sudo docker volume create portainer_data sudo docker pull portainer/portainer sudo docker run -d -p 9000:9000 -p 8000:8000 --name portainer --restart always -v /var/run/docker.sock:/var/run/docker.sock -v portainer_data:/data portainer/portainer
That should install relatively painlessly.
Personally I don’t like working with Docker via command line. I prefer to use a gui to control Docker and my personal favorite is Portainer. If you’re a big fan of Docker run, or Docker compose you can skip this step completely
These two commands will get you a Portainer gui at http://piholeip:9000
We’ll be handling all of the rest of our Docker configurations through Portainer.
Portainer creates a wonderful GUI where you can manage everything like this:
Set up DuckDNS
I would guess that on average the majority of people running a Pihole are doing so from inside thier house, and I would further guess that the majority of all the people running Pihole at their house are also not on a static IP address from their ISP. Most ISPs will rotate consumer IP addresses periodically so we need to make sure we can always access our Pihole even when our IP address changes.
To do this we need a Dynamic DNS service that will constantly link our chosen domain name to an IP address. Some routers will have this built in and if yours does than just turn that on and skip this section. If your router doesn’t support Dynamic DNS by deafualt then we need to make one.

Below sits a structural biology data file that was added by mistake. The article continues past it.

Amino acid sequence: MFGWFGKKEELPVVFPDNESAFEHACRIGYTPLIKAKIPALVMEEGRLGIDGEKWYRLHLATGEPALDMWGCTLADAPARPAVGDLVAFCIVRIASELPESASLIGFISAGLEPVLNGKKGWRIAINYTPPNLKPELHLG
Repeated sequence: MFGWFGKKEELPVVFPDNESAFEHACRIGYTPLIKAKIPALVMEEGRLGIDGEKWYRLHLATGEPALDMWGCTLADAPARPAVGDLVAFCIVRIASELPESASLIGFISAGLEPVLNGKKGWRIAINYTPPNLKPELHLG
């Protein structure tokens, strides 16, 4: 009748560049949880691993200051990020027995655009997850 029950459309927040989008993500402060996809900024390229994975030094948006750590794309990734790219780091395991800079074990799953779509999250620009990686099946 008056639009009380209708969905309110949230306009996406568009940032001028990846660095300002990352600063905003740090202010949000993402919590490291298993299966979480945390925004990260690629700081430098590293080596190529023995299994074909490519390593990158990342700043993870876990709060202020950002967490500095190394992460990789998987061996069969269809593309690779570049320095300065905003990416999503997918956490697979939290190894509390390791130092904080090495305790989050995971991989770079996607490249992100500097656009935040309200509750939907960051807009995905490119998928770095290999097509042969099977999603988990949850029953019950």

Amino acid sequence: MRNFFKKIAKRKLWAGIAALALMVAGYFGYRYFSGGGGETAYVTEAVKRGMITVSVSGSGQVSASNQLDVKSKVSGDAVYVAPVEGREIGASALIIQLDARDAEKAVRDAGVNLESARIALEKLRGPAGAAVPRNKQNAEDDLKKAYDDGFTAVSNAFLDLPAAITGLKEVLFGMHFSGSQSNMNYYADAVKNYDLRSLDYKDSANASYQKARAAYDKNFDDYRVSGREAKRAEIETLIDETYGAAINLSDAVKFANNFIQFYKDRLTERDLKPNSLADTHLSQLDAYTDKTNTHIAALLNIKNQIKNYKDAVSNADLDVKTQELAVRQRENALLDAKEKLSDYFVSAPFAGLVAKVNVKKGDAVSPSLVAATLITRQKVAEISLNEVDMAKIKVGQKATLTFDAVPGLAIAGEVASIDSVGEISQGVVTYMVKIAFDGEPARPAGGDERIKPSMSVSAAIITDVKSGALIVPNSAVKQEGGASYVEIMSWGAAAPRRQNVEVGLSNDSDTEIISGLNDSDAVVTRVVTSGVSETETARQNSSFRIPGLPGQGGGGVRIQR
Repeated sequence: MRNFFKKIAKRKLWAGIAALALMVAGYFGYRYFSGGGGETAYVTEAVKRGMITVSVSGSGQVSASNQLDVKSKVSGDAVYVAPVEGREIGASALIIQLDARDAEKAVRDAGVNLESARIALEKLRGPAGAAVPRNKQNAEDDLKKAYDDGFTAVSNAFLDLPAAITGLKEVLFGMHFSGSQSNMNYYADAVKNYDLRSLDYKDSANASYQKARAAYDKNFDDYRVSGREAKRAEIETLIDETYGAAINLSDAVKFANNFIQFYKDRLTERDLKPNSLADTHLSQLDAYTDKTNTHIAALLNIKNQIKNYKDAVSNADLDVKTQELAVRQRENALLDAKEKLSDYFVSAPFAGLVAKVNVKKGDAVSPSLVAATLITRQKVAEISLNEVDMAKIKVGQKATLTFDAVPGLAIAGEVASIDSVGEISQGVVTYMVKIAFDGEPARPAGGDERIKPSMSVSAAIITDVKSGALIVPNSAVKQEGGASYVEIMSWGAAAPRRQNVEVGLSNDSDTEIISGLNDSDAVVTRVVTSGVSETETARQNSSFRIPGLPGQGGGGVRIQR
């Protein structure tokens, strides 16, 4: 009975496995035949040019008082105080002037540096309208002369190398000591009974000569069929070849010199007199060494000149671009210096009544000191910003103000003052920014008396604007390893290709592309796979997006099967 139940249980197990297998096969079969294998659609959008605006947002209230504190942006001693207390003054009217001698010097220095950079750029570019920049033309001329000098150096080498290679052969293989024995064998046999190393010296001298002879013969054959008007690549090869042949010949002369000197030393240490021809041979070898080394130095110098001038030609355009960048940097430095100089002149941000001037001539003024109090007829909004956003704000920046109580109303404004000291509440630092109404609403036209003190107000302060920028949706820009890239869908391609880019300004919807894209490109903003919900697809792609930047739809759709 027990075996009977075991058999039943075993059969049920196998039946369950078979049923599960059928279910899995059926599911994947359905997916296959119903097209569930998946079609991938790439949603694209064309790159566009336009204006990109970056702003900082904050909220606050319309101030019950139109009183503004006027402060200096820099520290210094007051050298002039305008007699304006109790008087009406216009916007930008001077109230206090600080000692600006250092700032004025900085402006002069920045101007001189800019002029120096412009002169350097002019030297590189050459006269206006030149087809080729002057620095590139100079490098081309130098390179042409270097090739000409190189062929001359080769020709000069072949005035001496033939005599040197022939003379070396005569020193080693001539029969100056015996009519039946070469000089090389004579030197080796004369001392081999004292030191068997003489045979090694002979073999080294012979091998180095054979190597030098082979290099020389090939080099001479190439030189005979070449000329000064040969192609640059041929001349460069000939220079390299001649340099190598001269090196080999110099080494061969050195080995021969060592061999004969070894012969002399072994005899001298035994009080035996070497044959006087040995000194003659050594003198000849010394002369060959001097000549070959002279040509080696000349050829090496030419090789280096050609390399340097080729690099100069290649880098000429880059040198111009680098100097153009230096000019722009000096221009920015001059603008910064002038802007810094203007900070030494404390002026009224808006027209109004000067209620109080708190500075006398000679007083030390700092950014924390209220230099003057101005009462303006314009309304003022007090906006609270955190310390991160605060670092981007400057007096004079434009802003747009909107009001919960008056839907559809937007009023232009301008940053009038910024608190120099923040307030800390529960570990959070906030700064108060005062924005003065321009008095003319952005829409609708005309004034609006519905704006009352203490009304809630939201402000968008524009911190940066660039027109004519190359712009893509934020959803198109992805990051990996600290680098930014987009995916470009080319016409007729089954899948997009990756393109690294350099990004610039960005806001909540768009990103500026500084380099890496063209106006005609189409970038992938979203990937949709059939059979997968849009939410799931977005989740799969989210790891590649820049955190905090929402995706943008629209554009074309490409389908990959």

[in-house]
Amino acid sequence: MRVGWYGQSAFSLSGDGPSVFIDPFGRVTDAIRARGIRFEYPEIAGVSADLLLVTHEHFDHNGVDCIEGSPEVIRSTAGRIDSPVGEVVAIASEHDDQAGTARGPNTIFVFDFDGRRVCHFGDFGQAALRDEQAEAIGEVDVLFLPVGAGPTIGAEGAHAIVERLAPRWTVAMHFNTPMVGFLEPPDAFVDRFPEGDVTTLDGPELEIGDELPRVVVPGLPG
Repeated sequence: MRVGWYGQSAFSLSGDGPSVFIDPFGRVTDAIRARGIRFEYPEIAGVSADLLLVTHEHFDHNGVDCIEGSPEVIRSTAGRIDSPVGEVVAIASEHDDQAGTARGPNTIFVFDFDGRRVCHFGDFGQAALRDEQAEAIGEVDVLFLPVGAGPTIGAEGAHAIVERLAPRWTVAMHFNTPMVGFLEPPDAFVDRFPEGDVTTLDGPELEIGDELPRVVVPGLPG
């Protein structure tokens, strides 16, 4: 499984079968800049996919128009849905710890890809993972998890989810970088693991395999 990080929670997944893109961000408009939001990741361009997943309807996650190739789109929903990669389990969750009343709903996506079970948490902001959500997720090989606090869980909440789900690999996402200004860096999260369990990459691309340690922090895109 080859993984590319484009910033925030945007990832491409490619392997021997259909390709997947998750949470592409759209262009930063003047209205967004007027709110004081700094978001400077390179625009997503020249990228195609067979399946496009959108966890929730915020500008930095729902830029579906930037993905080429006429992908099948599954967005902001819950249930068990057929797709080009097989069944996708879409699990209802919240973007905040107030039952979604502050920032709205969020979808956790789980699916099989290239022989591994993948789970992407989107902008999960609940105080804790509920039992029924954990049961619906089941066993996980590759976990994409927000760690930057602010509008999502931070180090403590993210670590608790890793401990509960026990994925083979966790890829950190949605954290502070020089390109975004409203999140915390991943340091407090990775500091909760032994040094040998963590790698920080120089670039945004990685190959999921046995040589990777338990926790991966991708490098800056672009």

Thankfully DuckDns offers this service to us for free. Once you make an account DuckDNS will give you instructions on creating a CRON job to do their updater, which you can do or you can set up a docker container using Portainer.
I’ll be using mostly pictures for this set up because it’ll be easier
Step 1: Create a new container
Step 3: Map the volumes. If the path doesn’t exist Docker will create it for you.
Step 4: Set the environmental variables
Let’s cover what these variables are before we continue:
- PUID is the userid that will be running the process. On the RPI 1000 is the default UID for the user pi
- PGID is the groupid that will be running the process. Again the default group ID is 1000
- TZ is your time zone. This is important for log rotation but ultimately doesn’t matter. You can really set this to whatever timezone you want.
- The last two are self explanitory. You picked a domain when you registered DuckDNS and it gives you a token. Put those two here.